Fault

Poor bacterial growth.

Possible Causes

Prolonged and excessive heating, incomplete solution. Inhibitory substances in water or containers. Darkening and pH drift.

Preparation of sterilized media

Liquid media which are sterilized in their final containers should be cooled down to room temperature as rapidly as possible. Screw caps should then be tightened.

Containers of agar media which have been sterilized should be placed in a 50C water bath and the medium dispensed as soon as it reaches this temperature, or within a maximum of 3 hours in the bath. The medium should be mixed thoroughly, without bubble formation and aseptically dispensed into sterile containers. Do not expose dishes of agar media to sunlight; it causes excessive condensation on the lids and may cause the formation of inhibitory substances by photo-oxidation.

Heat-labile supplements should be added to the medium after it has cooled to 50C. Allow the sterile supplement to come to room temperature before adding it to the agar medium. Very cold liquids may cause agar to gel or form transparent flakes which can easily be seen e.g. in blood enriched agar. Mix all supplements into the medium gently and thoroughly, then distribute into the final containers as quickly as possible.

Blood used for the preparation of blood agar should be as fresh as possible and should have been stored at 2-8C (blood must not be frozen). Warm the blood in a 35C incubator before addition to sterile molten agar base, which has been cooled to 40-45C. Adequate mixing in a large head-space vessel is essential to ensure aeration of the blood. Poorly oxygenated blood plates are purplish in colour whereas properly aerated blood agar is cherry-red. Defibrinated blood is recommended for use rather than blood containing an anticoagulant.

Storage of prepared media

The recommended shelf-life of prepared culture media varies considerably. Screw-capped bottles of nutrient broth and agar can be stored for 6 months at low ambient temperatures (12-l6C). It is important to store all media away from light. Agar plates should be stored at 2-8C in sealed containers to avoid loss of moisture. DO NOT FREEZE.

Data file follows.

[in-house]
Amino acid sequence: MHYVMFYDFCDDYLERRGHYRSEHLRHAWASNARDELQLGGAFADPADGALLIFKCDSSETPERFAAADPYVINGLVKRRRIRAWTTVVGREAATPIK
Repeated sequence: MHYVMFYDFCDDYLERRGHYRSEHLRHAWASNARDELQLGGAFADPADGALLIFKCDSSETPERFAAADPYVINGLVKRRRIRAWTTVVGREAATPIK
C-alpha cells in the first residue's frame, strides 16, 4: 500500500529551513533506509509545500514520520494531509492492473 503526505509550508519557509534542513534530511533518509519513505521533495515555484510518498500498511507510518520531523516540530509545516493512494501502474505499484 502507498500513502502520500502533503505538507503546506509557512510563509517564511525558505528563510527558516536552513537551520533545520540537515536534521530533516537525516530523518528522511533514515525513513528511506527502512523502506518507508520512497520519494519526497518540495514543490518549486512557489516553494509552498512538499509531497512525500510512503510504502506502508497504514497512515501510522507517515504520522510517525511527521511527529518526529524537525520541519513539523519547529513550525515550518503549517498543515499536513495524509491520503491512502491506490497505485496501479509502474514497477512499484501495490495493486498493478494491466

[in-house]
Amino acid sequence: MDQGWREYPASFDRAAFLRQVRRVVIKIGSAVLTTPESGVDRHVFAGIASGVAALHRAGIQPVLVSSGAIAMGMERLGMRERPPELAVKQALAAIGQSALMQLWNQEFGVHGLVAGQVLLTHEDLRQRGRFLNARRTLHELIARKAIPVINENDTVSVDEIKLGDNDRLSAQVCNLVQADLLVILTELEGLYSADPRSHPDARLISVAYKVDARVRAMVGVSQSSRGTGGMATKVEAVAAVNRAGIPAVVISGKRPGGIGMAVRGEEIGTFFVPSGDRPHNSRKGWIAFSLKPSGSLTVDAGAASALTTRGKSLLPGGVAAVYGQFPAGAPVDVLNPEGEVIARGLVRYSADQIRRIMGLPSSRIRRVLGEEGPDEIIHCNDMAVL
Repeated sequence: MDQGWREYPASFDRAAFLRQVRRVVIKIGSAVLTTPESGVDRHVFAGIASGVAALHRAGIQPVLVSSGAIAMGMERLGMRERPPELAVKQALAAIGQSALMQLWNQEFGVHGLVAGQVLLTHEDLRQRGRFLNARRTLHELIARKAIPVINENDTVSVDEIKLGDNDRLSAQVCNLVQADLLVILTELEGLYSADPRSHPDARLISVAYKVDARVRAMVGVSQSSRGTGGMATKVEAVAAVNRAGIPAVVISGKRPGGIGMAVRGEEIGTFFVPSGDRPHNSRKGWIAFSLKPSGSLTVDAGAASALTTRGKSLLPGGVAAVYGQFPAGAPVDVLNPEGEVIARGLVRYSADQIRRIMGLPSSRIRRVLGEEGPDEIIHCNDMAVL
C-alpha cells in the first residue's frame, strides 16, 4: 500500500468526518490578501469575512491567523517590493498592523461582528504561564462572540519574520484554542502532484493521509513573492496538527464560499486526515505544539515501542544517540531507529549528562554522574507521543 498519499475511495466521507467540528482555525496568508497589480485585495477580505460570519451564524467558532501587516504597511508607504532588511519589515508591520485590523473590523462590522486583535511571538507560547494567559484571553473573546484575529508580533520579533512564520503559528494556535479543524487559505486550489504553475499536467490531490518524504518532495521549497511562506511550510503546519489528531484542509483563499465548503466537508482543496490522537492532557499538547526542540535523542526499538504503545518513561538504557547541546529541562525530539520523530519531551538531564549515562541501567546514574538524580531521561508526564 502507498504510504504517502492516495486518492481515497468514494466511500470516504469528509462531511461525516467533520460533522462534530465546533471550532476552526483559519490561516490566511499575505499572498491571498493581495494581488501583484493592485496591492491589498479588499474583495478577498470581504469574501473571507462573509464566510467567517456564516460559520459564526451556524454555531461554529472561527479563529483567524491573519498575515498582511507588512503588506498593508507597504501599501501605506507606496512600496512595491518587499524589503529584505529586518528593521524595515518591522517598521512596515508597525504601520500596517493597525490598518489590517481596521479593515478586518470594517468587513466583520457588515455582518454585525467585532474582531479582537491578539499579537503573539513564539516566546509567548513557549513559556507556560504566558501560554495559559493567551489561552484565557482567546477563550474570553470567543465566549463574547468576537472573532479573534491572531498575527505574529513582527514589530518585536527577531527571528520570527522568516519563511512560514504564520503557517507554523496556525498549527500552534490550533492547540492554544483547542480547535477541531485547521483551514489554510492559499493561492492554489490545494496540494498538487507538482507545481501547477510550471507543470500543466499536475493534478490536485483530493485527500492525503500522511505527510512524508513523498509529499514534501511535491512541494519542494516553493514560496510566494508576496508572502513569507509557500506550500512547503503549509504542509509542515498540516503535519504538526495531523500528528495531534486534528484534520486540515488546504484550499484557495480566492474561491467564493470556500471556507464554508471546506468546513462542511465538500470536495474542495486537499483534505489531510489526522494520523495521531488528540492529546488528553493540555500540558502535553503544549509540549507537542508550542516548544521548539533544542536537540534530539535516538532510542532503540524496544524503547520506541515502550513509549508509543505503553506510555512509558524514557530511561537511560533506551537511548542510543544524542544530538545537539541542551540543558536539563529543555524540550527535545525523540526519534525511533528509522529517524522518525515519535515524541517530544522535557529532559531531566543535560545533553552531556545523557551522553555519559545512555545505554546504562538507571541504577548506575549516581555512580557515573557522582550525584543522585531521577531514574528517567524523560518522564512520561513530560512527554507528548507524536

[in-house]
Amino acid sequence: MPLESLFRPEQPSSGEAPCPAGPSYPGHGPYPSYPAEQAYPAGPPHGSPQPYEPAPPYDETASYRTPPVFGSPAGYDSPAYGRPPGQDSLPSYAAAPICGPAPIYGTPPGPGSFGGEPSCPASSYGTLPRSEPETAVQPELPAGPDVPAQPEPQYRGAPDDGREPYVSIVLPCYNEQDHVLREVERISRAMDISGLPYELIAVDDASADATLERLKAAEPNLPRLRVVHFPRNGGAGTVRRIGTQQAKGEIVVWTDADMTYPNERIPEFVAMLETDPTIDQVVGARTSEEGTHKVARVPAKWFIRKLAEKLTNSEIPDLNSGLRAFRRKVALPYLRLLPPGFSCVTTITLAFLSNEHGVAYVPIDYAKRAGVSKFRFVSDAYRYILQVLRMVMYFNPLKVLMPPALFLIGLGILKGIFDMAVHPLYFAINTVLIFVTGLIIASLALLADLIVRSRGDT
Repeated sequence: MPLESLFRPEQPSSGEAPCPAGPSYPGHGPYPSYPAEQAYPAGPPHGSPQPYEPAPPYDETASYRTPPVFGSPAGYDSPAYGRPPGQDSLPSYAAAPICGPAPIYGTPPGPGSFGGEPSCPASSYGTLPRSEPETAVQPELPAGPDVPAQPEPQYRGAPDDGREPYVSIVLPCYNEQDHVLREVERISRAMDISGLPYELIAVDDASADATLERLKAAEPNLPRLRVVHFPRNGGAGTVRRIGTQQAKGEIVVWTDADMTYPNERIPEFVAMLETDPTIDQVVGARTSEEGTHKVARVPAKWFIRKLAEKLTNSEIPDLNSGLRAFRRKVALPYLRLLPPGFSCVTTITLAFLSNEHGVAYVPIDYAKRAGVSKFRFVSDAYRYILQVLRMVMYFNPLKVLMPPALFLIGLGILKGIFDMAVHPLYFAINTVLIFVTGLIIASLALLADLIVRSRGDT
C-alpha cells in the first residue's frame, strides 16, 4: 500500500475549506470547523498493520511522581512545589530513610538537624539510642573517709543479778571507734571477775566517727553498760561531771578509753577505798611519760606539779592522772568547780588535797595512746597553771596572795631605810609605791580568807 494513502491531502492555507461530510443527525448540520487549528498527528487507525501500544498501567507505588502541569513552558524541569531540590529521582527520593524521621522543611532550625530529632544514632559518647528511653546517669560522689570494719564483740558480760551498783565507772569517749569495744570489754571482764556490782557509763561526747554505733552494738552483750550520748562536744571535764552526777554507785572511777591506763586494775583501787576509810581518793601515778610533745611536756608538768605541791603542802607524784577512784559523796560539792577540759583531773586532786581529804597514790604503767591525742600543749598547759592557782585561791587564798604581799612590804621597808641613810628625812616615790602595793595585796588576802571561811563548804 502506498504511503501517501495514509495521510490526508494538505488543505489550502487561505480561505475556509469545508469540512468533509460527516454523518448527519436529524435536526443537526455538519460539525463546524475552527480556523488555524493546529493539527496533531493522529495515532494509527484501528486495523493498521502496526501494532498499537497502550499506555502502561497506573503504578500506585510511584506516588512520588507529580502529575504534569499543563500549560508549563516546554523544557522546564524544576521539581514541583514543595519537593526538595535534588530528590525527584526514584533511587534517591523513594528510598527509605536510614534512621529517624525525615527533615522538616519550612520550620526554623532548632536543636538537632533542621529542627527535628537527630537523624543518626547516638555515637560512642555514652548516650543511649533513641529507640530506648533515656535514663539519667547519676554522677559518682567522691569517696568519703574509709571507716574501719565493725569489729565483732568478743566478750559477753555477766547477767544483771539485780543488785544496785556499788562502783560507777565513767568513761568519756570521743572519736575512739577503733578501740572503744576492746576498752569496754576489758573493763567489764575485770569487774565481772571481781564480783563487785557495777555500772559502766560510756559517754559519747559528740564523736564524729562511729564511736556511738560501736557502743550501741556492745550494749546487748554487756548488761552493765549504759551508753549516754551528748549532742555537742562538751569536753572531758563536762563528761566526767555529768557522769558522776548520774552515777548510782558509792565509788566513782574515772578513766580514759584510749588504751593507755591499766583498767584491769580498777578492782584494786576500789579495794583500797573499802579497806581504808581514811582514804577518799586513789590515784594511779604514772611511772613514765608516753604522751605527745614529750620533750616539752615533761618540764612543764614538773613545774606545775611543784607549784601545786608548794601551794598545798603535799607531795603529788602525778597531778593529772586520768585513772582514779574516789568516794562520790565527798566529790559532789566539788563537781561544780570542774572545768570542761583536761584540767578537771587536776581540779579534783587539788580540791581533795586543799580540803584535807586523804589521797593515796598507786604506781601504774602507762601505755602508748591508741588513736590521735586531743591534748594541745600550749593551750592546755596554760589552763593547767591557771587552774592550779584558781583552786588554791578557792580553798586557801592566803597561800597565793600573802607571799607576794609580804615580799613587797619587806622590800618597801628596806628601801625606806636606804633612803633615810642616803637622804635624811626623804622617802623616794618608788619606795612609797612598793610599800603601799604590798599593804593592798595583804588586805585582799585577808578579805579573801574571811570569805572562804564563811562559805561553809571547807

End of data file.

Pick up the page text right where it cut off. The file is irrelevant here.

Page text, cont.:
Fresh media are better than stored media therefore avoid long storage times. Some very labile beta-lactam selective agents have very short active lives and media containing such substances should be used within a few days of preparation.

It is good laboratory practice to establish shelf-lives for all prepared media and date-stamp the containers or holders accordingly.

Loss of moisture from agar plates is a common cause of poor bacteriological performance. Do not preincubate all plates overnight as a sterility check. Only obviously wet plates require pre-inoculation drying.

Ensure that all plates are incubated in a humid environment.

Examine prepared media before inoculation. Look for evidence of contamination, uneven filling or bubbles on surface of agar, colour changes, haemolysis and signs of dehydration such as shrinking, cracking and loss of volume. Discard any defective plates or tubes.

Precautions in the use and disposal of prepared media

It should be recognized that inoculation of culture media with bacteria, deliberately or accidentally, leads to very great numbers of organisms being produced. High concentrations of any organisms are potentially hazardous and must be disposed of safely by approved methods.

All infected specimens and inoculated culture media should be handled only by qualified personnel who have been trained in microbiological procedures. Such staff should ensure that all specimens and cultures under their care are properly handled and finally autoclaved before disposal. Any apparatus used and contaminated must be safely disinfected or sterilized; this is particularly important when such apparatus must be serviced or passed out of the laboratory.

The environment in which microbiological cultures are handled must also be taken into account. Most countries have categories of organisms which are divided into those which may be handled in the general microbiological laboratory, those which require special laboratory conditions and for the most dangerous organisms a totally contained and highly protected environment is required. It may be a criminal offence not to observe these rules and regulations. When using culture media always label or identify the container with the specimen details before inoculation.

Inoculate the medium using aseptic techniques and incubate under the appropriate conditions.

Examine the medium after incubation for evidence of microbial growth and carry out the appropriate isolation and identification procedures.

Precautions - dehydrated media